As Americans, it’s hard to truly grasp this way of life, as we have an abundance of resources, options, and order in the States. You need to go grocery shopping? No problem! You have a car to put your groceries in, and four stores to choose from. Also, did you know that “The pedestrian has the right of way” is NOT a universal concept? I do now. I’m learning that choosing joy over bitterness is going to be a constant choice I must face here, as I will often find myself in more challenges with limited or no resources to utilize.
Don’t get me wrong, I like this country a lot. I think I just skipped the honeymoon stage and jumped into the reality of life here. This country is beautiful, chaotic, simple, and yet complicated. It is consumed with poverty and tragedy, but also strong family bonds, love, willingness to help a neighbor, and teamwork. When those cars were stuck in the muddy mess at midnight, five other drivers stopped to help push them out. The “every man for himself” attitude we find more common in the U.S. isn’t really a thing here, and I love that. And I know this is just scratching the surface of all that I have yet to discover about this country!
I’m just now finishing my first “typical” week here, and still learning the routine and structure of the ministry. I haven’t fulfilled the duties of a psychologist yet, as I’m being trained in other areas first. I’ll share more about my experiences with the children in the next post, so stay tuned!
Prayer requests as of 7/21/18:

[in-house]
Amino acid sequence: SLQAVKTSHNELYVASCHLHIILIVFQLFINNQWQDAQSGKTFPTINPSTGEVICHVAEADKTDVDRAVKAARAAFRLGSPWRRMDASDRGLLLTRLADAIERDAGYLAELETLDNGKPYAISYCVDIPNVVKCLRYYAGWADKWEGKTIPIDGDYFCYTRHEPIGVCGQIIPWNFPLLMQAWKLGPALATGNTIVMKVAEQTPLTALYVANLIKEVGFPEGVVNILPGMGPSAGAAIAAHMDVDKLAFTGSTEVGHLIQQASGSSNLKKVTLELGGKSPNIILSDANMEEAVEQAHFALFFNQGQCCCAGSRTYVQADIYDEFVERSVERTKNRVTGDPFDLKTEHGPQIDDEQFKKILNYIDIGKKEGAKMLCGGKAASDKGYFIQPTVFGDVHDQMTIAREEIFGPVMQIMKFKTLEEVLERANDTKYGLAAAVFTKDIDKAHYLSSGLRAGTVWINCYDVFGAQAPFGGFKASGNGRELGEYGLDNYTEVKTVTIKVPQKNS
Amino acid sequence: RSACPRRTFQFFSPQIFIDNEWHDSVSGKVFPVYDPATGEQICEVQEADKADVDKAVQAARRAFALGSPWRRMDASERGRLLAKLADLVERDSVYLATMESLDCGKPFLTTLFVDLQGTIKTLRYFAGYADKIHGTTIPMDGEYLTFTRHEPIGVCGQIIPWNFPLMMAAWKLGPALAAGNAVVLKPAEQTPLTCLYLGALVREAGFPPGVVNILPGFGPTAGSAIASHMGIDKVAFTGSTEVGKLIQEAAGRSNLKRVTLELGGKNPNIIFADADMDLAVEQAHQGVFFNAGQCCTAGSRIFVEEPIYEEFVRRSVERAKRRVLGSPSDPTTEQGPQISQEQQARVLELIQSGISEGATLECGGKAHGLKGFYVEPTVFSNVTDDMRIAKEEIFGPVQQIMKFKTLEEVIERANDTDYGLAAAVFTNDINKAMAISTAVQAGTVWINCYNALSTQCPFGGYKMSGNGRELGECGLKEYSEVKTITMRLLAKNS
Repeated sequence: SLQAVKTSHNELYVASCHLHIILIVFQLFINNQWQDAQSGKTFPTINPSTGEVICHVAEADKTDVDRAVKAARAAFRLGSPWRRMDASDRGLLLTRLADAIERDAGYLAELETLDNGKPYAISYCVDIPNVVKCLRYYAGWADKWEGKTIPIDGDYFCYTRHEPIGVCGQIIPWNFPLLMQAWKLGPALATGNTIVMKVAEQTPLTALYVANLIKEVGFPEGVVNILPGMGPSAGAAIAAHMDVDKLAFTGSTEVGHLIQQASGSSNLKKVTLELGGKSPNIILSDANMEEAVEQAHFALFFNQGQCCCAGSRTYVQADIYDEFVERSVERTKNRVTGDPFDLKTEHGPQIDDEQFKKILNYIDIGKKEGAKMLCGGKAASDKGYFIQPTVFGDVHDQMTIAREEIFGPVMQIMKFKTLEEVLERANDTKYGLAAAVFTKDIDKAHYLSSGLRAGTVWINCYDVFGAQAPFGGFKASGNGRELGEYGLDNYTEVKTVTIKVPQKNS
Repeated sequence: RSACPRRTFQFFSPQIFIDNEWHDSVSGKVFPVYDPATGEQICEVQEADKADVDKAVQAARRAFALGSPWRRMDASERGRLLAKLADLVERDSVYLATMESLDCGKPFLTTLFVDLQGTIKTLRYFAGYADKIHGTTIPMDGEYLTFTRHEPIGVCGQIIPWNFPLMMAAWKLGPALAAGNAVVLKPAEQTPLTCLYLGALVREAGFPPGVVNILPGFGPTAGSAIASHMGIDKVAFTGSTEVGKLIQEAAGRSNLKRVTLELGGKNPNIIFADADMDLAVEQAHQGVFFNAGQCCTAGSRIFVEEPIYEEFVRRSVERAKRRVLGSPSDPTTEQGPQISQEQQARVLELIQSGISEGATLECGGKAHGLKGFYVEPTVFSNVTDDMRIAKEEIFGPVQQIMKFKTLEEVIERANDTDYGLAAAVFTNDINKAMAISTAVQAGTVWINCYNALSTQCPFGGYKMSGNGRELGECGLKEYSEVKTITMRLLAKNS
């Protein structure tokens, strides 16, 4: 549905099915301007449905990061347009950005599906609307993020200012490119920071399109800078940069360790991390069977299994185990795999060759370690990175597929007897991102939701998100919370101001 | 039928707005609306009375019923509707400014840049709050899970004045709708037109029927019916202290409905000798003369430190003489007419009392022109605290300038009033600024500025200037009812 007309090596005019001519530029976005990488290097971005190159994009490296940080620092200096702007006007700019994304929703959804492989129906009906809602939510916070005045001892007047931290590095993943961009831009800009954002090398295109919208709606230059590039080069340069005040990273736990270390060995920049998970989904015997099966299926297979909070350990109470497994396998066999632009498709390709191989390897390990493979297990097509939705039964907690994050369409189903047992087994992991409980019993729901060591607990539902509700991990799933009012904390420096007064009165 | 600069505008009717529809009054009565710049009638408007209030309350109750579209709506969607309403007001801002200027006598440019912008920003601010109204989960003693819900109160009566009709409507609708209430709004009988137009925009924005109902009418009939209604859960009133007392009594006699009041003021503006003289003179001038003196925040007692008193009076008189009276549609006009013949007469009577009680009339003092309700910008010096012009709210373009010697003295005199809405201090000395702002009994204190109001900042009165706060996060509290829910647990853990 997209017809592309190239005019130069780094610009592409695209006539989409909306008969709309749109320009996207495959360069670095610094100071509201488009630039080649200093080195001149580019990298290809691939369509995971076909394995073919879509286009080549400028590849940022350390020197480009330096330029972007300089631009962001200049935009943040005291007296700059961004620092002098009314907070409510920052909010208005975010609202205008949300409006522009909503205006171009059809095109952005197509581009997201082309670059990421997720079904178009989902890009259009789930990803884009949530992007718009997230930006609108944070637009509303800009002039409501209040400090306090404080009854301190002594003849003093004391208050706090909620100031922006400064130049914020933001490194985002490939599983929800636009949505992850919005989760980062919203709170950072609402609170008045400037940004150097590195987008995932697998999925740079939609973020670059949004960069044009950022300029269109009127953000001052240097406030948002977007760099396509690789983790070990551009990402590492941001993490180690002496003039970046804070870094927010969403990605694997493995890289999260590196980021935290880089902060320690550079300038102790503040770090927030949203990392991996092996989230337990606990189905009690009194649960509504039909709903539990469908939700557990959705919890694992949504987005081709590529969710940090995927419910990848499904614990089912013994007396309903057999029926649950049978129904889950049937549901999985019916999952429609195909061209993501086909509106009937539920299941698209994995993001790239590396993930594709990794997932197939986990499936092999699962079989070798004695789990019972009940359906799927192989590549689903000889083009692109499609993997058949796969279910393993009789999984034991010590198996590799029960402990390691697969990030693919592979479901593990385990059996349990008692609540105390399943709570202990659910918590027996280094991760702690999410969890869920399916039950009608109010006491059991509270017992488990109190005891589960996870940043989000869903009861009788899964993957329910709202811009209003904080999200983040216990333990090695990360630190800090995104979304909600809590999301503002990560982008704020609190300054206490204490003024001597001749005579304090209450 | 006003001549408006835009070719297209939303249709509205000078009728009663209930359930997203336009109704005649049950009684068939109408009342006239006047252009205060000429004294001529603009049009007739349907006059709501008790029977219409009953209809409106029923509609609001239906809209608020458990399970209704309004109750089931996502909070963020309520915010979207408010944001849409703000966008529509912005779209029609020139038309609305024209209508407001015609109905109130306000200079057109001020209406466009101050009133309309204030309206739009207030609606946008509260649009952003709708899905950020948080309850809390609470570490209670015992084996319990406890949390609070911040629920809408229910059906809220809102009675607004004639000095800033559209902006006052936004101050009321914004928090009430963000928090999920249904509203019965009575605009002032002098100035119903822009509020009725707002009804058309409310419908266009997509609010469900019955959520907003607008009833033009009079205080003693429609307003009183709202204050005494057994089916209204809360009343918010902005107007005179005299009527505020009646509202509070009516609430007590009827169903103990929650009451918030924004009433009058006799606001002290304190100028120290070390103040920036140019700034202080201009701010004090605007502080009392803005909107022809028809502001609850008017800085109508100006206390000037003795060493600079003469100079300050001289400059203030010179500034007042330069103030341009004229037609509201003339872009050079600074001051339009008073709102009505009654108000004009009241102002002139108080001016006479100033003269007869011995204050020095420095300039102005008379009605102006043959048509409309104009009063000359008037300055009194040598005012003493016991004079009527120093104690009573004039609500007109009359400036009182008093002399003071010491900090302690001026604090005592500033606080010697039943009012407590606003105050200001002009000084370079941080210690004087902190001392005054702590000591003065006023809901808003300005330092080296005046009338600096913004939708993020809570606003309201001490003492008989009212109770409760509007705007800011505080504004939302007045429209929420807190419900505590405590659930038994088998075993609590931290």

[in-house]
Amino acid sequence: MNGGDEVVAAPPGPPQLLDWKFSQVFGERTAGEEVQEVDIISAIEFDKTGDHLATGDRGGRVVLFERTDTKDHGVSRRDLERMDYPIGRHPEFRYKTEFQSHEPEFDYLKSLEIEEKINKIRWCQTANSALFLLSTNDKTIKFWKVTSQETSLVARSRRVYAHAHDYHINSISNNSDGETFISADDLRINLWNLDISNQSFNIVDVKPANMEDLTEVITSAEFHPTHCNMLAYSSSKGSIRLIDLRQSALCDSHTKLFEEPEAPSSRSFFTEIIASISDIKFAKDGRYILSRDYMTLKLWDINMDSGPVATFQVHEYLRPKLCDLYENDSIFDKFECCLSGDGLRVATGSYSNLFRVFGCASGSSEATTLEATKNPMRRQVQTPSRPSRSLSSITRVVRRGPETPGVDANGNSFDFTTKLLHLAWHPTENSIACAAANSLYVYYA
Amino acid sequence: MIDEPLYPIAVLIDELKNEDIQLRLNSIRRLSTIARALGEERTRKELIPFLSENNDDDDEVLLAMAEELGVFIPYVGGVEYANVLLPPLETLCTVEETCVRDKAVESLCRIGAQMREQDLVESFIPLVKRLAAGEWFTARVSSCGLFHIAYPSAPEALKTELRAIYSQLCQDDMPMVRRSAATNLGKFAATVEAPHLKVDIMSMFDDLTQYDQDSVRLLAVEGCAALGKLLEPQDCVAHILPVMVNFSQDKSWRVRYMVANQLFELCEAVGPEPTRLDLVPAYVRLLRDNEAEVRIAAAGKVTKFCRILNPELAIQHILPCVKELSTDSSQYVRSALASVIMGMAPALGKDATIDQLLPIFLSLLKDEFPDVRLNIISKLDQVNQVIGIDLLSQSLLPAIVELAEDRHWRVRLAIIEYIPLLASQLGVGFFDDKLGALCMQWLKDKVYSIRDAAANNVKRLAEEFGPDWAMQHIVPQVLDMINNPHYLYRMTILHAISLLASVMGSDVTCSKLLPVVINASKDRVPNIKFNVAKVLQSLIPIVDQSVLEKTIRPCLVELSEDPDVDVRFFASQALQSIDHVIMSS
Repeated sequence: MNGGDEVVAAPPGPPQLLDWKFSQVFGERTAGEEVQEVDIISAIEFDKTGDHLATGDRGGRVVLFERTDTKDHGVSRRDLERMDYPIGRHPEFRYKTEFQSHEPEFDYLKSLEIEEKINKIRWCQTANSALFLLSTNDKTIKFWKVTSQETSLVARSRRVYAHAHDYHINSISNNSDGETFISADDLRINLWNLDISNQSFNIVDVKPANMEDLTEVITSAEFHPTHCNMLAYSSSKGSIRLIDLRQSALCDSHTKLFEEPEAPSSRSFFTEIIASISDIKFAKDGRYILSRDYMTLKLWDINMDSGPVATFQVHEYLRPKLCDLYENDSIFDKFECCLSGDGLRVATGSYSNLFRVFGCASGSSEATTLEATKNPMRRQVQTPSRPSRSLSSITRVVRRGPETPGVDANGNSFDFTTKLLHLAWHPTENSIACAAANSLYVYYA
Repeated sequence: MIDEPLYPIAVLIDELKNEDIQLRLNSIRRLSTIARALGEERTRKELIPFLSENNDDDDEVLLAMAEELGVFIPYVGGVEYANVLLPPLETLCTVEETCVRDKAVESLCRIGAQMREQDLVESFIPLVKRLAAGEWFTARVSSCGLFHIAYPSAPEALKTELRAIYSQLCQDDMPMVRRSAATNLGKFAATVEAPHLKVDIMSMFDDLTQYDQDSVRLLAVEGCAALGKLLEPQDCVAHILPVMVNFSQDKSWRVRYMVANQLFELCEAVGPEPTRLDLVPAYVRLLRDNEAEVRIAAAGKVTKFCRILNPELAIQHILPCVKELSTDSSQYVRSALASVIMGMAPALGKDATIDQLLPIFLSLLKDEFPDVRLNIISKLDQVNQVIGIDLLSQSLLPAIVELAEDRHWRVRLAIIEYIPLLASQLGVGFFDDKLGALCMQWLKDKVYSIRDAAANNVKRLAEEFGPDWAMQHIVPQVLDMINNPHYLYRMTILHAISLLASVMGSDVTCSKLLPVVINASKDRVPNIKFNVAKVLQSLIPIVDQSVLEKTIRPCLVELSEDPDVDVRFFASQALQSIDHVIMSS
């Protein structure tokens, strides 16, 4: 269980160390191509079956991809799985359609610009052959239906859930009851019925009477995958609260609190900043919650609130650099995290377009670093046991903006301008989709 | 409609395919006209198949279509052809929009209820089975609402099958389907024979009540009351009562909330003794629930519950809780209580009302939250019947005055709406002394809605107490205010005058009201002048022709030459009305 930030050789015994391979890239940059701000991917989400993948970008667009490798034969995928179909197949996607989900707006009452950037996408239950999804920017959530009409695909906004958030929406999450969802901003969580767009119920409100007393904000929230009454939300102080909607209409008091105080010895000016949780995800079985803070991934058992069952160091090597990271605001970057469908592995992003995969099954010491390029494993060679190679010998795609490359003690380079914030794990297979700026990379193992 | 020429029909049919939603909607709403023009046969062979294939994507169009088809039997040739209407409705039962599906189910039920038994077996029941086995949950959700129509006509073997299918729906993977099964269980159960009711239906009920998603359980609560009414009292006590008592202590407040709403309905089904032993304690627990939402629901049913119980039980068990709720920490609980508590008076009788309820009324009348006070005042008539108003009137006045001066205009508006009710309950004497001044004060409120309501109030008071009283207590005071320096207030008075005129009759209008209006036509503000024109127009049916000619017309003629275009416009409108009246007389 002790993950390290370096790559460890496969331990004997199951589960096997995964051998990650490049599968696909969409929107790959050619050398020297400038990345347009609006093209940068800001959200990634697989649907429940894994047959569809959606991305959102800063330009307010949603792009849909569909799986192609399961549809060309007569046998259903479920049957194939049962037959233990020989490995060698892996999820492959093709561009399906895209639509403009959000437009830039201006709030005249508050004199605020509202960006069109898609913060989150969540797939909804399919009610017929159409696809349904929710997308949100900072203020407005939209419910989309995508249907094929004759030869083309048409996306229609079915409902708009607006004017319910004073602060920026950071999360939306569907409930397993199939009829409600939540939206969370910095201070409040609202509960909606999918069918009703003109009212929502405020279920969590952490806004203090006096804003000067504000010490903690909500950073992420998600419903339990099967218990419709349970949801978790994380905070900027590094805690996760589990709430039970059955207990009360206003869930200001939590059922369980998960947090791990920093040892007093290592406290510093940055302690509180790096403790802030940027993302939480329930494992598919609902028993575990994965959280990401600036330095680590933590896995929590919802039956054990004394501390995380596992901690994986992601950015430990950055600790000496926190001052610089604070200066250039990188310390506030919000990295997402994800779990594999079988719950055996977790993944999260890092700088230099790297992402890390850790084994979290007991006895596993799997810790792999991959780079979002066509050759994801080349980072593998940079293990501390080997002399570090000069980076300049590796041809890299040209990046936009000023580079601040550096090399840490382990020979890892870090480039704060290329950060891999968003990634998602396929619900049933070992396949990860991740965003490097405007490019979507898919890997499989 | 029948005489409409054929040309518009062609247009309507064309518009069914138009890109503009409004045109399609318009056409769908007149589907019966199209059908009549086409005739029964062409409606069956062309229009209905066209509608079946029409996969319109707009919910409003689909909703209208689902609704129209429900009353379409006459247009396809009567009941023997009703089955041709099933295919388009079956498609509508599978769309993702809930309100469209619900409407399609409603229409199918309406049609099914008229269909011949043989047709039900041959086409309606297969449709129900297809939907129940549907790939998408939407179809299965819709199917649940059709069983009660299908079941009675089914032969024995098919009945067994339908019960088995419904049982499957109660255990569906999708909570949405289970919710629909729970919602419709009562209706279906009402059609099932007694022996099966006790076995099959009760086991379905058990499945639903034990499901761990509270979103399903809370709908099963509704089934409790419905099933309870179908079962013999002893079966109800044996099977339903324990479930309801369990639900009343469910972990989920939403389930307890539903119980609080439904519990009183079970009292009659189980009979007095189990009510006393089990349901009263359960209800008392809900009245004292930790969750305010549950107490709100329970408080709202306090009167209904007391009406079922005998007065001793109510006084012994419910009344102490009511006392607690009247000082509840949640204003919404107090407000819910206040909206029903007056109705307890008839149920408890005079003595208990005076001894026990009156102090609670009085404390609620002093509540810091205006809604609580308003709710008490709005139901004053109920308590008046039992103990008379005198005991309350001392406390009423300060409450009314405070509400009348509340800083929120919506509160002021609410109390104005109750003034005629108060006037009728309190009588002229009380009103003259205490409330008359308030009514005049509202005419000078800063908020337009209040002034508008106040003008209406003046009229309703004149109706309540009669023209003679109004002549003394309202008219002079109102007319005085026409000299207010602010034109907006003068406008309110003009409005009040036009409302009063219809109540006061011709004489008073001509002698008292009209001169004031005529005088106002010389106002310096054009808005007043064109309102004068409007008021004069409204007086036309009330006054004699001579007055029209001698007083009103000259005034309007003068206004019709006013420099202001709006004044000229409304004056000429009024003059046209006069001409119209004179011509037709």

- Please pray that I learn the language quickly. It has been a major hindrance for me in being able to get different places, having conversations, and correcting behaviors when necessary. A handful of times I’ve had to pull in another staff member to help interpret for me, which is not ideal. I want to build relationships with the children and people of this city, but am so limited by this language barrier.
- Please pray for our kiddos, and that their hearts would be open to my being here.
- Pray that the Lord gives me wisdom in my approach to counseling sessions as I attempt to create a safe atmosphere to share vulnerabilities and bring healing.
- Pray that the Lord gives me clarity as I pray about staying here long-term after this two month trial run.
Thank you so much for your support of what the Lord is doing here in Guatemala! God is going to use this ministry to radically transform communities here, as I see the lives of our children are so deeply impacted. I’ll write again soon!